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Thursday, September 29, 2005

#855 - Another Side of Bob Dylan, Bob Dylan

"Another Side of Bob Dylan is a more varied record and it's more successful, too, since it captures Dylan expanding his music, turning in imaginative, poetic performances on love songs and protest tunes alike...Both the lyrics and music have gotten deeper and Dylan's trying more things -- this, in its construction and attitude, is hardly strictly folk, as it encompasses far more than that. The result is one of his very best records, a lovely intimate affair." (allmusic guide)

#854 - Love Is Hell, Ryan Adams

"According to Billboard magazine, Adams says "Love is Hell" is "the work of my life" and indeed, it's a dark, soul-searching work (much more so than the simultaneously-released, "Rock N Roll"). A bleak and confessional gem." (insound) (Blogger's note: Gosh, I had a hard time finding a decent writeup on this album. The reviewer at allmusic takes the opportunity to vent some kind of personal vendetta against the guy. Sheesh.)

#853 - Warehouse: Songs and Stories, Husker Du

"Warehouse doesn't have the single-minded sense of purpose or eccentric sprawl of Zen Arcade, but as a collection of songs, it's of the first order. Furthermore, its stylish production -- which makes pop concessions without abandoning a punk ethos -- pointed the way to the kind of "alternative" rock that dominated the mainstream in the early '90s." (allmusic guide)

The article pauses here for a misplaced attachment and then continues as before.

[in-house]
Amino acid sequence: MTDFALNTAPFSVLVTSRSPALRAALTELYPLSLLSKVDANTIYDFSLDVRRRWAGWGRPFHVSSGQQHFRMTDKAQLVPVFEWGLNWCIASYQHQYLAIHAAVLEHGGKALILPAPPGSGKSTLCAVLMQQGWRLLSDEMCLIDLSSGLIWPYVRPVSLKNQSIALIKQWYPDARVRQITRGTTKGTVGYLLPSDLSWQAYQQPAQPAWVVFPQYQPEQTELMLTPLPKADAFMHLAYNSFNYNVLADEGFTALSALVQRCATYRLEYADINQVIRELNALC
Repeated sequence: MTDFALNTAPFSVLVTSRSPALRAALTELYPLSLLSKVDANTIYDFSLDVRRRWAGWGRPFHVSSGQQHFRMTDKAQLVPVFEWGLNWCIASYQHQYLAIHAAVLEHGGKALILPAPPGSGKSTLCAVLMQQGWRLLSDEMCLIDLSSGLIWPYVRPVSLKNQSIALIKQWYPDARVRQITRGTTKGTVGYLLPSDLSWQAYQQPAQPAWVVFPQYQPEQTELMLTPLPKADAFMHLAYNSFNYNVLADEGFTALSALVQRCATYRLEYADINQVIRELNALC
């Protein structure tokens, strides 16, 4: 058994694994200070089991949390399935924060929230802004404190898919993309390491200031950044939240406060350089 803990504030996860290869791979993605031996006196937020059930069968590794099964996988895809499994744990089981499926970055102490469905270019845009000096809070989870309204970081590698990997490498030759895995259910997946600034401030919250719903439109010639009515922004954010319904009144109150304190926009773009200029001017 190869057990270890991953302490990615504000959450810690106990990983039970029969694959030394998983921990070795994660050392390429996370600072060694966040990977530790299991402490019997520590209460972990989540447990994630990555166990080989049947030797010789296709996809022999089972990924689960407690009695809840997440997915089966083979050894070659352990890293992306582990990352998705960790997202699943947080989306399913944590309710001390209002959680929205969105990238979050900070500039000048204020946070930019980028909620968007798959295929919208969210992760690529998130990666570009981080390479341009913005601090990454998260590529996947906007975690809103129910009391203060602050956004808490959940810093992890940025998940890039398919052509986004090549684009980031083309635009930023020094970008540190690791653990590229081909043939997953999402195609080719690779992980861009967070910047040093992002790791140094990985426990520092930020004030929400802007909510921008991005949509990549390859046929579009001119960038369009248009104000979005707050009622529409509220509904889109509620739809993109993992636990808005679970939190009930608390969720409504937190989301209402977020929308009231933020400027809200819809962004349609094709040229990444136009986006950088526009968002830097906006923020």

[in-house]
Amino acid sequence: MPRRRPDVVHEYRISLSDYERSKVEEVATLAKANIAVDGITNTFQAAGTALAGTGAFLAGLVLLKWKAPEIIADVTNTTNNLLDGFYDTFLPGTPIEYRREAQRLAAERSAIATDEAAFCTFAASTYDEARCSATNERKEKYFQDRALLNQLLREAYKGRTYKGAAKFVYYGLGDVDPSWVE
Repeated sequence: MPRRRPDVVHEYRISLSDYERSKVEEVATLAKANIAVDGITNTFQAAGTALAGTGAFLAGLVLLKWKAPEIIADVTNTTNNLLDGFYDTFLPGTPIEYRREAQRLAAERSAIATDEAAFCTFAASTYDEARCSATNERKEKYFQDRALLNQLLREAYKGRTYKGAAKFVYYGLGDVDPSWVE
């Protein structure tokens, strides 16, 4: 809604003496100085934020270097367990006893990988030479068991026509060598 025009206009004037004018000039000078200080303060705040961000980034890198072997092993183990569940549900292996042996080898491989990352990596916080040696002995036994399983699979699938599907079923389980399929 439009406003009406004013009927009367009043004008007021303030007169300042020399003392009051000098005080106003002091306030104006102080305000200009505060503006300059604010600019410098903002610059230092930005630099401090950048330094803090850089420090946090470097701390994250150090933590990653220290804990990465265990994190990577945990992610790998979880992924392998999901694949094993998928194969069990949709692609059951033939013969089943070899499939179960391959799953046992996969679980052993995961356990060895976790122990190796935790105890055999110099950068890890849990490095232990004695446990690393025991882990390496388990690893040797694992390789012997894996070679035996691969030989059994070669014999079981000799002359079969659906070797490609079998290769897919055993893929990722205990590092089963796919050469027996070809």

#852 - Carly Simon, Carly Simon

""That's the Way I've Always Heard It Should Be," the leadoff track of Carly Simon's first album and a Top Ten hit, in which the singer expresses reservations about getting married, benefited from a sense of role reversal -- it's such a guy sentiment, but sung by a woman in 1971, it came across as a feminist statement, consistent with the overall disillusionment so prevalent then." (allmusic guide)

#851 - Mr. Fantasy, Traffic

"Fresh from leaving the Spencer Davis Group, vocalist/organist Steve Winwood formed Traffic in 1967. Their debut took a largely fantastical approach, with sitars and woodwinds taking the focus. The group's obvious musical strengths keep everything from falling into psychedelic treacle. The able-bodied blues jamming of "Dear Mr. Fantasy" hints at the band's future." (real music guide)

#850 - The Future, Leonard Cohen

"It's hard to say why this is so great. Cohen's "singing" is almost as scary as the litany of modern woes he recites, and the music is often an intentionally soulless, vaguely evil boogie. But perfectly realized tracks such as "Anthem" convince you Cohen's a prophet with some genuinely mysterious truths to reveal." (real music guide)


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